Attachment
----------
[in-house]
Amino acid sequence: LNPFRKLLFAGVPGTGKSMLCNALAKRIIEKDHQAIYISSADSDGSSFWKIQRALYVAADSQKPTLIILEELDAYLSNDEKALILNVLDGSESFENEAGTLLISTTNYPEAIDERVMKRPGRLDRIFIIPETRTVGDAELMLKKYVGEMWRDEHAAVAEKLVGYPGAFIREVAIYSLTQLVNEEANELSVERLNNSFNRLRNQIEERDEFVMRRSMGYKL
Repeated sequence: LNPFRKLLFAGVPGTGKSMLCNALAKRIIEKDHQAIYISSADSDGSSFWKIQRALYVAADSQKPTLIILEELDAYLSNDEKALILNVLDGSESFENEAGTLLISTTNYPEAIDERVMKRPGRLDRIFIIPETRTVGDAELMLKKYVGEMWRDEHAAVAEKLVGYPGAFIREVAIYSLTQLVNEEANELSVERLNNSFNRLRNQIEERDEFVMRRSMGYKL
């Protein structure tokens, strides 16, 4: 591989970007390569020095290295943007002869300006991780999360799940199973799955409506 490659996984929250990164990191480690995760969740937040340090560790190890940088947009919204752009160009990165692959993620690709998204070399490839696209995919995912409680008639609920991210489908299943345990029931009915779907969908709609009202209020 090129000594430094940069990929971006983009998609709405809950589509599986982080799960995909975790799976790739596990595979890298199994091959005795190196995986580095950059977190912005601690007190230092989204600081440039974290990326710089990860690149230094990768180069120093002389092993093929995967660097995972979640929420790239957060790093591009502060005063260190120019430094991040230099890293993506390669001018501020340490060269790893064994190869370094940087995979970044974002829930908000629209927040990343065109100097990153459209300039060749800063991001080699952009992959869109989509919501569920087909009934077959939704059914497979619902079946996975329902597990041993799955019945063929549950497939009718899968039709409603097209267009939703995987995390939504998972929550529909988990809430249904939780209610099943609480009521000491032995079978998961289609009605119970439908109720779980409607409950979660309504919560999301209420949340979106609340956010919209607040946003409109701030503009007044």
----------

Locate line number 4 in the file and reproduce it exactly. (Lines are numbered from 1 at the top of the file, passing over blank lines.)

């Protein structure tokens, strides 16, 4: 591989970007390569020095290295943007002869300006991780999360799940199973799955409506 490659996984929250990164990191480690995760969740937040340090560790190890940088947009919204752009160009990165692959993620690709998204070399490839696209995919995912409680008639609920991210489908299943345990029931009915779907969908709609009202209020 090129000594430094940069990929971006983009998609709405809950589509599986982080799960995909975790799976790739596990595979890298199994091959005795190196995986580095950059977190912005601690007190230092989204600081440039974290990326710089990860690149230094990768180069120093002389092993093929995967660097995972979640929420790239957060790093591009502060005063260190120019430094991040230099890293993506390669001018501020340490060269790893064994190869370094940087995979970044974002829930908000629209927040990343065109100097990153459209300039060749800063991001080699952009992959869109989509919501569920087909009934077959939704059914497979619902079946996975329902597990041993799955019945063929549950497939009718899968039709409603097209267009939703995987995390939504998972929550529909988990809430249904939780209610099943609480009521000491032995079978998961289609009605119970439908109720779980409607409950979660309504919560999301209420949340979106609340956010919209607040946003409109701030503009007044």